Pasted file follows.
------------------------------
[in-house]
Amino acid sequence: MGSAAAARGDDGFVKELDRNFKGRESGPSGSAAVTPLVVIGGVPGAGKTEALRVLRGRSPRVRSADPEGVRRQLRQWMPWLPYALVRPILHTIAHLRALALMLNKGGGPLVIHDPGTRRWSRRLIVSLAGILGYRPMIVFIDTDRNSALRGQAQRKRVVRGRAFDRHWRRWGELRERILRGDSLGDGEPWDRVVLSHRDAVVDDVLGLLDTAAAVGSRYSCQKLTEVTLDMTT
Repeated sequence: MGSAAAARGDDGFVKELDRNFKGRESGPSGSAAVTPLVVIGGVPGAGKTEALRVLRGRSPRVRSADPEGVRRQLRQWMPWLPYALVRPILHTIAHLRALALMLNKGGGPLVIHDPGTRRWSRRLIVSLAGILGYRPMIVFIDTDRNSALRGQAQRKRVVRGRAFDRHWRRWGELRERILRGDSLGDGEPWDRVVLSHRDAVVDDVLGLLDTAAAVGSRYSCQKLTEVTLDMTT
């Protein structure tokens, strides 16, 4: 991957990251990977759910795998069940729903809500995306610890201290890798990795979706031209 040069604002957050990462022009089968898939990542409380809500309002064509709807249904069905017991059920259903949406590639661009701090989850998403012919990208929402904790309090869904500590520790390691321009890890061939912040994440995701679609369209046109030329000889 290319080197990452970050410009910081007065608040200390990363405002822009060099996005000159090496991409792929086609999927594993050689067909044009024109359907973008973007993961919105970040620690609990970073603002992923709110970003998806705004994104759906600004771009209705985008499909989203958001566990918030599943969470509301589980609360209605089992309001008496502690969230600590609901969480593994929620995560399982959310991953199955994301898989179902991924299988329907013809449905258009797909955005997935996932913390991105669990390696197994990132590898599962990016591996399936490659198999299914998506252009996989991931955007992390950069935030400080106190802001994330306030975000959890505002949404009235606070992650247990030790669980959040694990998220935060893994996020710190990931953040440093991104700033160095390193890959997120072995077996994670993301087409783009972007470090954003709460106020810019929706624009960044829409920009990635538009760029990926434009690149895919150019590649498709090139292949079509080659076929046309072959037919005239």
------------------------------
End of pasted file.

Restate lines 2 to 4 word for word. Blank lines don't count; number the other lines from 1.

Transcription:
Amino acid sequence: MGSAAAARGDDGFVKELDRNFKGRESGPSGSAAVTPLVVIGGVPGAGKTEALRVLRGRSPRVRSADPEGVRRQLRQWMPWLPYALVRPILHTIAHLRALALMLNKGGGPLVIHDPGTRRWSRRLIVSLAGILGYRPMIVFIDTDRNSALRGQAQRKRVVRGRAFDRHWRRWGELRERILRGDSLGDGEPWDRVVLSHRDAVVDDVLGLLDTAAAVGSRYSCQKLTEVTLDMTT
Repeated sequence: MGSAAAARGDDGFVKELDRNFKGRESGPSGSAAVTPLVVIGGVPGAGKTEALRVLRGRSPRVRSADPEGVRRQLRQWMPWLPYALVRPILHTIAHLRALALMLNKGGGPLVIHDPGTRRWSRRLIVSLAGILGYRPMIVFIDTDRNSALRGQAQRKRVVRGRAFDRHWRRWGELRERILRGDSLGDGEPWDRVVLSHRDAVVDDVLGLLDTAAAVGSRYSCQKLTEVTLDMTT
């Protein structure tokens, strides 16, 4: 991957990251990977759910795998069940729903809500995306610890201290890798990795979706031209 040069604002957050990462022009089968898939990542409380809500309002064509709807249904069905017991059920259903949406590639661009701090989850998403012919990208929402904790309090869904500590520790390691321009890890061939912040994440995701679609369209046109030329000889 290319080197990452970050410009910081007065608040200390990363405002822009060099996005000159090496991409792929086609999927594993050689067909044009024109359907973008973007993961919105970040620690609990970073603002992923709110970003998806705004994104759906600004771009209705985008499909989203958001566990918030599943969470509301589980609360209605089992309001008496502690969230600590609901969480593994929620995560399982959310991953199955994301898989179902991924299988329907013809449905258009797909955005997935996932913390991105669990390696197994990132590898599962990016591996399936490659198999299914998506252009996989991931955007992390950069935030400080106190802001994330306030975000959890505002949404009235606070992650247990030790669980959040694990998220935060893994996020710190990931953040440093991104700033160095390193890959997120072995077996994670993301087409783009972007470090954003709460106020810019929706624009960044829409920009990635538009760029990926434009690149895919150019590649498709090139292949079509080659076929046309072959037919005239």